Vitamin B complex is a blend of 8 water soluble vitamins; B1 (thiamin), B2 (riboflavin), B3 (niacin), B5 (pantothenic acid), B6 (pyridoxine), B7 (biotin), B9 (folate) and B12 (cobalamin).
Vitamin B complex is important for metabolic processes such as cell formation in DNA regeneration.
What is Vitamin B complex?
A group of B vitamins essential for health is called the Vitamin B Complex. They are essential because only two of these vitamins, B12 and folate, will be stored in the body
What are the benefits of Vitamin B Complex?
This group of vitamins work together in the release of energy from carbohydrates and fats, they assist with the metabolism of amino acids and they help to transport certain nutrients throughout the body.
How to tell if you are Vitamin B deficient
Some deficiencies in B vitamins can be rare, especially when you are healthy and eating a well-balanced diet.
Here are some conditions linked to vitamin B deficiencies.
- Anemia: Lack of B12 or B6 could be the cause (source).
- Depression: Lack of B12 or B6 may be linked to this.
- Dermatitis with cheilosis (scaling on the lips and cracks at the corners of the mouth): Lack of B6 
- Glossitis (swollen tongue): Lack of B6
- Weakened immune function: Lack of B6
- Beriberi: According to MedLine Plus, this is due to lack of B1 but more common in someone with excessive alcohol abuse.
- General fatigue and weakness, constipation, loss of appetite, and unwanted weight loss: All signs of a B12 deficiency, together or alone.
What foods contain Vitamin B Complex?
- Whole grains (brown rice, barley, millet, fortified cereals, wheat germ)
- Meats (red meat, poultry, fish, liver and kidney)
- Eggs and Dairy (milk, cheese, eggs)
- Legumes (beans, lentils)
- Seeds and nuts (sunflower seeds, almonds)
- Dark, leaf vegetables (broccoli, spinach)
- Fruits (citrus, avocados, bananas)
- Other (blackstrap molasses, yeast, nutritional yeast
- Soy products (soy milk, tempeh)
How much Vitamin B Complex supplement should I take daily?
Although whole foods should always be your first source of all nutrients supplementation may be what you need in order to be at your best.
Since there are varying amounts of B vitamins we need each day, check the supplement label to be sure it is not too much for your needs.
Use the following as a guideline after consulting with your physician and dietitian.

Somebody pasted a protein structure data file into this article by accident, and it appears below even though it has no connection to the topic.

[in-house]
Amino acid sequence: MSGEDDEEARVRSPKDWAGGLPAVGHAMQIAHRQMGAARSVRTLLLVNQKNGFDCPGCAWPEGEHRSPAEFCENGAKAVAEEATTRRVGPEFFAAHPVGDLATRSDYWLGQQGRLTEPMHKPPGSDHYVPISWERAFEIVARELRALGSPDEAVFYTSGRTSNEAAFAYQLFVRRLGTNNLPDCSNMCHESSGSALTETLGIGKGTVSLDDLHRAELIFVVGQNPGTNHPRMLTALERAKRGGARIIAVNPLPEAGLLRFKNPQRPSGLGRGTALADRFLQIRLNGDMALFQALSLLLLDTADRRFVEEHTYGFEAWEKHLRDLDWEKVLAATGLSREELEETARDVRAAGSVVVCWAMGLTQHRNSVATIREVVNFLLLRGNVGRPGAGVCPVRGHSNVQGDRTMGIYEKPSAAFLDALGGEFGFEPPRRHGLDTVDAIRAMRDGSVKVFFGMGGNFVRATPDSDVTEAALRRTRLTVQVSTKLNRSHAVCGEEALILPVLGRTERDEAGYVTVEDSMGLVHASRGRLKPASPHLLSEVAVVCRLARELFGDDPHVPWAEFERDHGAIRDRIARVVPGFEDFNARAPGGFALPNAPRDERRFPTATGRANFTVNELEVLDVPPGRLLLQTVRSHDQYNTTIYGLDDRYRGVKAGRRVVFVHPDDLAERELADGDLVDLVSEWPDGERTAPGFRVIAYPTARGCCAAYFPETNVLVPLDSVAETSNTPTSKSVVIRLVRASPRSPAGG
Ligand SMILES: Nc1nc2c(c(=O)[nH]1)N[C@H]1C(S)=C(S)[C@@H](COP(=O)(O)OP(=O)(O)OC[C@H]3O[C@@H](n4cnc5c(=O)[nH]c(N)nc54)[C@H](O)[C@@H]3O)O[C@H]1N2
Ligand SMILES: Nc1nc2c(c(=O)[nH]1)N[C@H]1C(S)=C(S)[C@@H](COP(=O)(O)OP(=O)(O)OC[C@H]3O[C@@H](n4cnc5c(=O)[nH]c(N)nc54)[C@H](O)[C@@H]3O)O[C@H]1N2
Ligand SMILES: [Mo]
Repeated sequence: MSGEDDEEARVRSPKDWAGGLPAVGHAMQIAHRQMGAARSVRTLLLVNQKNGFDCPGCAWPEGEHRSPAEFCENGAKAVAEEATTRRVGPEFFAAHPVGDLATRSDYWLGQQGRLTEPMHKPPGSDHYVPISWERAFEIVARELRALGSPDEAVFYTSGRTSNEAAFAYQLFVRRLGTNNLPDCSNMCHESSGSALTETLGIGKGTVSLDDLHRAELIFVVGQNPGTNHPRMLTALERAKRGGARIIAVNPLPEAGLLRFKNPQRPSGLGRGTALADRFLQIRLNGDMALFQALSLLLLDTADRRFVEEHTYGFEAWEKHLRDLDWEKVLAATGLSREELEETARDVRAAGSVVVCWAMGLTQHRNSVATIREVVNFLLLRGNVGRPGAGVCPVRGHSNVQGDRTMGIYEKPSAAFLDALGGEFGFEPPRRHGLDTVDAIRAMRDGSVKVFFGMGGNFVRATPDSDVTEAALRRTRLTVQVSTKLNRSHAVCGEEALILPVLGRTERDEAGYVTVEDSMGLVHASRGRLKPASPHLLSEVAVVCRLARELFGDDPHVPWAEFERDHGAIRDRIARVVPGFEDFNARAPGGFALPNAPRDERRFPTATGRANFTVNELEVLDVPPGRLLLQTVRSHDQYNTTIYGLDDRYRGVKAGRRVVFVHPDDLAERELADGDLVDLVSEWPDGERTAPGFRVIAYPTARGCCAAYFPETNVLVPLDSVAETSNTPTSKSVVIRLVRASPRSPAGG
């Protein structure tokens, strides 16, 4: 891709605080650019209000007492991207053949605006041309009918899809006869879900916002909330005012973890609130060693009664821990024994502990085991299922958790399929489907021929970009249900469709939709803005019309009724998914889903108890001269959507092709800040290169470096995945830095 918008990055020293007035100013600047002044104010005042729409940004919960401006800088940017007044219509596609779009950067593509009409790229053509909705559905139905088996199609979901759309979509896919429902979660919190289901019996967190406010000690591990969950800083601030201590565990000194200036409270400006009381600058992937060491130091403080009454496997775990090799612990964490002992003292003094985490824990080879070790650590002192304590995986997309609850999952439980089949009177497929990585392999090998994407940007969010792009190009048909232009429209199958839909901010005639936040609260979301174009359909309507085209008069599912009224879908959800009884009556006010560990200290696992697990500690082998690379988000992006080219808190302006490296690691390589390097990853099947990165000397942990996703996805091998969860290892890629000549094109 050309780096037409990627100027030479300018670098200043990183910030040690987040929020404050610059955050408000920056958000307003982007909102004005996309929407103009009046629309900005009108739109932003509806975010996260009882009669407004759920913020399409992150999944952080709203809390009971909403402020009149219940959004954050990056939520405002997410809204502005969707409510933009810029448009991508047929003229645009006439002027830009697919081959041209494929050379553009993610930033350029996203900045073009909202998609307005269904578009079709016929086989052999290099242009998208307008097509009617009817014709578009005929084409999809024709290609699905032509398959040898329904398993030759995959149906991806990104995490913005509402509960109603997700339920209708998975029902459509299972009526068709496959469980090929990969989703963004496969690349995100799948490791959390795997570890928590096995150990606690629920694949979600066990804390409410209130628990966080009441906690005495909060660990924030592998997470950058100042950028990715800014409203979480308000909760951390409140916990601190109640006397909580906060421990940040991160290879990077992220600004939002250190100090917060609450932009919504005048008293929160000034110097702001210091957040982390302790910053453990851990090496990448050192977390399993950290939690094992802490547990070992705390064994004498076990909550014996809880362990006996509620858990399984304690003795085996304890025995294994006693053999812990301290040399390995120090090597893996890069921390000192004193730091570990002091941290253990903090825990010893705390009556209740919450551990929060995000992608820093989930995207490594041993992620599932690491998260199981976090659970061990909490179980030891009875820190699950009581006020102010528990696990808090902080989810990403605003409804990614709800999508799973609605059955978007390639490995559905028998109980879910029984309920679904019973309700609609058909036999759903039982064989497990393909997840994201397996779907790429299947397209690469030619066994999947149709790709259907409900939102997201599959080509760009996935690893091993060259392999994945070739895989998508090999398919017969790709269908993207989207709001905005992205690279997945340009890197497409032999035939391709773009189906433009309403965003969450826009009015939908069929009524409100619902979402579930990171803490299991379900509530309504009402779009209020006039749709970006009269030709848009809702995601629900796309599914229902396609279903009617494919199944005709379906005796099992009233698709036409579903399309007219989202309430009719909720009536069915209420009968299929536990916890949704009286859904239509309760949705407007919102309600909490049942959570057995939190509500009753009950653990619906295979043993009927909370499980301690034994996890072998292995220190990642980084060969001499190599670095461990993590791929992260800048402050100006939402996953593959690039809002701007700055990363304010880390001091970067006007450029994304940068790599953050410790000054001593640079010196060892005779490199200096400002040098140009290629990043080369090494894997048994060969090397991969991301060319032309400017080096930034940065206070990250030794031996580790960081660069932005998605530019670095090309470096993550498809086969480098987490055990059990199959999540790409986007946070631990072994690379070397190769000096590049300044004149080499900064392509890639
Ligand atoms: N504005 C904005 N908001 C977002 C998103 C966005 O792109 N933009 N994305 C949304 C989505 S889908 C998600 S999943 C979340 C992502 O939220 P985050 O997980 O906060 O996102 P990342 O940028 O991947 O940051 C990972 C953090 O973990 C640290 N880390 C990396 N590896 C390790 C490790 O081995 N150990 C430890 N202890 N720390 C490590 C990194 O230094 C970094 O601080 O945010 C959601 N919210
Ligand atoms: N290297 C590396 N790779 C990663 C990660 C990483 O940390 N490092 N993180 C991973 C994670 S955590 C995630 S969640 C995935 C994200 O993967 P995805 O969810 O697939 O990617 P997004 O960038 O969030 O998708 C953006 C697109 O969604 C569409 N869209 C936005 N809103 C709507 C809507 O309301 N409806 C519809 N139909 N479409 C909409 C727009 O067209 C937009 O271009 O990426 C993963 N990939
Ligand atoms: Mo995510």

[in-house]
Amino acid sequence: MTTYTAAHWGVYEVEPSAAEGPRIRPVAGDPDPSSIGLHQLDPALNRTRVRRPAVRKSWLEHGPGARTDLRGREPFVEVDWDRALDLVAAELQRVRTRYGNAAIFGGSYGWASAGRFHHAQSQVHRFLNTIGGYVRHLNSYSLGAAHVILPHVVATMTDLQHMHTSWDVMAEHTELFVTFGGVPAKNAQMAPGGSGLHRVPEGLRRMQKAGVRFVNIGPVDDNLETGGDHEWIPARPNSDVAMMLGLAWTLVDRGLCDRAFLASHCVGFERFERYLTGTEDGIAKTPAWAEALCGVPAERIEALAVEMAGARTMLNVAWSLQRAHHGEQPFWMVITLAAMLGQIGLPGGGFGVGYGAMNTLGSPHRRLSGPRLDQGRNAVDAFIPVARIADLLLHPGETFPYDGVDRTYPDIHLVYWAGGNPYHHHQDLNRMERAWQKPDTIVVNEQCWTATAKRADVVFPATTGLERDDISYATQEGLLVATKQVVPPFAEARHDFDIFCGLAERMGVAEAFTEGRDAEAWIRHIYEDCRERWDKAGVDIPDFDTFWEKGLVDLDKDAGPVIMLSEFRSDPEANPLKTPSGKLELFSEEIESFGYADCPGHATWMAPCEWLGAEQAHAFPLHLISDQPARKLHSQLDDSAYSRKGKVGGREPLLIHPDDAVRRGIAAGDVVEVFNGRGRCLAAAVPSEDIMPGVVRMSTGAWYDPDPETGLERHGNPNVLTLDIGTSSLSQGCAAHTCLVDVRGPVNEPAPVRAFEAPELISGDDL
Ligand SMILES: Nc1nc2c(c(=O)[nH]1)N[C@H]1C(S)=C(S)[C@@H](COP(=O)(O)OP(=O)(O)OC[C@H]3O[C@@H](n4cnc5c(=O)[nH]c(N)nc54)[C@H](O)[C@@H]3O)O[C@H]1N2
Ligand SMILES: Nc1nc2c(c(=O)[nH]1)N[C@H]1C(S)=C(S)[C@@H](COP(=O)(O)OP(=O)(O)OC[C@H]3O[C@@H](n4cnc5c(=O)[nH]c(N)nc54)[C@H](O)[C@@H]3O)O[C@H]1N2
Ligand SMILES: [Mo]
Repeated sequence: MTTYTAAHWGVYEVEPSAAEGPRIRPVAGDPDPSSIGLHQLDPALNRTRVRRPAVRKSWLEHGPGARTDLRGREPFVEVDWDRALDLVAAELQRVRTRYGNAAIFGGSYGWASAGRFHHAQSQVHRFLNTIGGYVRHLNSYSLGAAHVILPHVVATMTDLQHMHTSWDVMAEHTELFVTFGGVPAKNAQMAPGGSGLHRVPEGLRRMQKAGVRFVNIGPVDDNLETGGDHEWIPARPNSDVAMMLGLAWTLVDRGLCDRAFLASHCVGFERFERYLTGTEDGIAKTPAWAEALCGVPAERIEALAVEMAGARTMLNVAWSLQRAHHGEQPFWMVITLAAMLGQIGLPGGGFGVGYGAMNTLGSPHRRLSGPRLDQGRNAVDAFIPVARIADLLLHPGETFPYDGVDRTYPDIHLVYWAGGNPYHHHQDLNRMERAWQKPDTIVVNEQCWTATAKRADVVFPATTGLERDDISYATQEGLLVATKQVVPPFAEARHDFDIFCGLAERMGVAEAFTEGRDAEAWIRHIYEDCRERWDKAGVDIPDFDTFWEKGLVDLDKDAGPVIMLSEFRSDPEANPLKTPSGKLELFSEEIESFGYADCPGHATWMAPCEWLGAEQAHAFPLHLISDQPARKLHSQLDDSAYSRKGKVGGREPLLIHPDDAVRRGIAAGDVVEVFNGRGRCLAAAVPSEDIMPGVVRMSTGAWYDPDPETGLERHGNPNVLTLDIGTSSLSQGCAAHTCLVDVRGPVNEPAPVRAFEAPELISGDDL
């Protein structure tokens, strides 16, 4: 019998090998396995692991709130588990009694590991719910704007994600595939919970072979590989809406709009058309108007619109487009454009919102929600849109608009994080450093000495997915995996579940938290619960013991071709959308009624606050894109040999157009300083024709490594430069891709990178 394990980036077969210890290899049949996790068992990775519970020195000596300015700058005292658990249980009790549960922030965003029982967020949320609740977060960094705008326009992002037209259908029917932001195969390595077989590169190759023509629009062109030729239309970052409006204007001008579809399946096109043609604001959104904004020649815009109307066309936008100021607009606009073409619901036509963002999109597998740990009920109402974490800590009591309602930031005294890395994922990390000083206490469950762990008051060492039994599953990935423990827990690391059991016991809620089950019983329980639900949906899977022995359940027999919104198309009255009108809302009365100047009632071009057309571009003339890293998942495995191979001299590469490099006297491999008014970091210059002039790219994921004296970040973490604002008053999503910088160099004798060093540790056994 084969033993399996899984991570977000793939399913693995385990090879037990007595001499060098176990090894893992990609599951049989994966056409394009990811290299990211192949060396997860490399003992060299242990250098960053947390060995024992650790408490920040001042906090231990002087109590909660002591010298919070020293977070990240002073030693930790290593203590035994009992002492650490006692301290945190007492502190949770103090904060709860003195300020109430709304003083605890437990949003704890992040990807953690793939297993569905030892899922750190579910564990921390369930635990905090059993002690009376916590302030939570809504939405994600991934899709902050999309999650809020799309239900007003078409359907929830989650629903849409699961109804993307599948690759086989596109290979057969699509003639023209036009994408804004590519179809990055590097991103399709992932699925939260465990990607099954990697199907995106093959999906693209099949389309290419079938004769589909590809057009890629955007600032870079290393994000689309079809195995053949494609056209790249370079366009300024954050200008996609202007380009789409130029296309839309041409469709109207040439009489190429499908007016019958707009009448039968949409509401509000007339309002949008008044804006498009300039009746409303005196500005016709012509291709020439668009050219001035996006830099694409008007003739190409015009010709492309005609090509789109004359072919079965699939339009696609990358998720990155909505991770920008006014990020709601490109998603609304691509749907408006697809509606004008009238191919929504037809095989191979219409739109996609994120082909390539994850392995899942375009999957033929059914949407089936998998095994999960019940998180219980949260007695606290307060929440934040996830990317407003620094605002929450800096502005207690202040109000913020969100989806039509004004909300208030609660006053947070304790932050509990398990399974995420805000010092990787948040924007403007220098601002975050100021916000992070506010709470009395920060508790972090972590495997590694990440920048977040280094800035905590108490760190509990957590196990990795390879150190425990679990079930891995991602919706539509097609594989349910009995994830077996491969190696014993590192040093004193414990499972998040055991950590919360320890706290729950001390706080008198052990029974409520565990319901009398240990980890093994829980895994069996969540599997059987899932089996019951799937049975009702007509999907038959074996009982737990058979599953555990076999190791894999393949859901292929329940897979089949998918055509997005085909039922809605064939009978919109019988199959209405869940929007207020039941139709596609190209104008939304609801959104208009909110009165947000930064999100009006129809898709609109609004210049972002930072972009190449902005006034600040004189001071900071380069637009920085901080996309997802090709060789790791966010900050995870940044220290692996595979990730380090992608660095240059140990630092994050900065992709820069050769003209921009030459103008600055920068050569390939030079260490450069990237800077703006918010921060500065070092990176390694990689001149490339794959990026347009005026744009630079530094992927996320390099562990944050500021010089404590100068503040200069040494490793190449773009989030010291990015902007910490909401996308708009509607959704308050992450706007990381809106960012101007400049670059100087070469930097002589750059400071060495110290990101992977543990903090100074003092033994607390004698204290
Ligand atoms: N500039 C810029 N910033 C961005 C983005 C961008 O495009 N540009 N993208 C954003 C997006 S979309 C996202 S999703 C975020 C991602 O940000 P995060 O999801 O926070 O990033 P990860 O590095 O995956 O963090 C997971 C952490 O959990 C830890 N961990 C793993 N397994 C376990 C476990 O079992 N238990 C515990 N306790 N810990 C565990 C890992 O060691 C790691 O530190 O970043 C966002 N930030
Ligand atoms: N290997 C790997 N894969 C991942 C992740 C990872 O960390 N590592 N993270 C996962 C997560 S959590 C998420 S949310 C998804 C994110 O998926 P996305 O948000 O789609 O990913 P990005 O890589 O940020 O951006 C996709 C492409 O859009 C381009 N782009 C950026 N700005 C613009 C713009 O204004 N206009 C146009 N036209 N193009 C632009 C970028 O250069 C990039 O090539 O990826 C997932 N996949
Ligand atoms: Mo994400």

|Pantothenic acid (B5)||5mg/day (RDA has yet to be determined)|
|Biotin (B7)||30mcg/day(RDA has not been determined|
|Niacin (B3)||14mg/day; 18mg/day for pregnancy; 17mg/day during lactation|
|Pantothenic acid (B5)||5mg/day (RDA has yet to be determined )|
|Pyridoxine (B6)||1.3mg/day; 1.9mg/day for pregnancy; 2.0mg/day during lactation|
|Biotin (B7)||30mcg/day (RDA has not been determined)|
|Folate (B9)||400mcg/day; in childbearing years, consuming a supplement is highly recommended|
|Cobalamin (B12)||2.4mcg/day; 2.6mcg/day during pregnancy; 2.8mcg/day during lactation
What is the best time to take Vitamin B Complex?
The best time is actually the time you will remember. Some people require taking supplements with food while others are fine on an empty stomach.
Read the label instructions, take advice from your physician and/or dietitian. Choose the best time for you and keep it consistent.
What are the side effects of Vitamin B Complex?
As with any supplement, it’s always a good idea to check with your physician before adding to your daily intake as there are some medications and conditions that can be affected.
Taking too much niacin, for instance, can cause increased blood sugar levels, damage to the liver, peptic ulcers, and skin rashes.
There is unlikely going to be adverse effects when taking more than the upper tolerable intake of Vitamin B12.
Why is Vitamin B9 important for pregnancy?
Vitamin B9, folate, has been found to be crucial in the development of a growing fetus. Not enough folate can lead to birth defects such as spina bifida.
Being water soluble vitamins, most Vitamin B Complex cannot be stored by the body so it’s important to eat the foods that contain them regularly.
Remember that Vitamin B12 and Vitamin B9 although still as important to monitor, are those that are stored in the liver. The body may draw on these stores as needed so take this into consideration when it comes to supplementation.
Some vitamins may be toxic if taken in excess through supplementation, so please take care to test your levels of each vitamin first and listen to the advice of your physician or dietitian.
1. ClinicalTrials.gov Natural Versus Synthetic Vitamin B Complexes in Human
2. Better Health Channel Vitamin B
3. The Nutrition Source https://www.hsph.harvard.edu/nutritionsource/vitamins/vitamin-b/
4. Mayo Clinic | What's the relationship between vitamin B-12 and depression? https://www.mayoclinic.org/diseases-conditions/depression/expert-answers/vitamin-b12-and-depression/FAQ-20058077?p=1
5. National Institutes of Health (NIH) | Vitamin B6 https://ods.od.nih.gov/factsheets/VitaminB6-HealthProfessional/
6. WebMD Biotin
7. Medline Plus Niacin
8. Oregon State University Folate
9. Vitamin B12 — Health Professional Fact Sheet https://ods.od.nih.gov/factsheets/VitaminB12-HealthProfessional/
10. Position of the Academy of Nutrition and Dietetics: Micronutrient Supplementation https://www.eatrightpro.org/-/media/eatrightpro-files/practice/position-and-practice-papers/position-papers/micronutrientsupplementation.pdf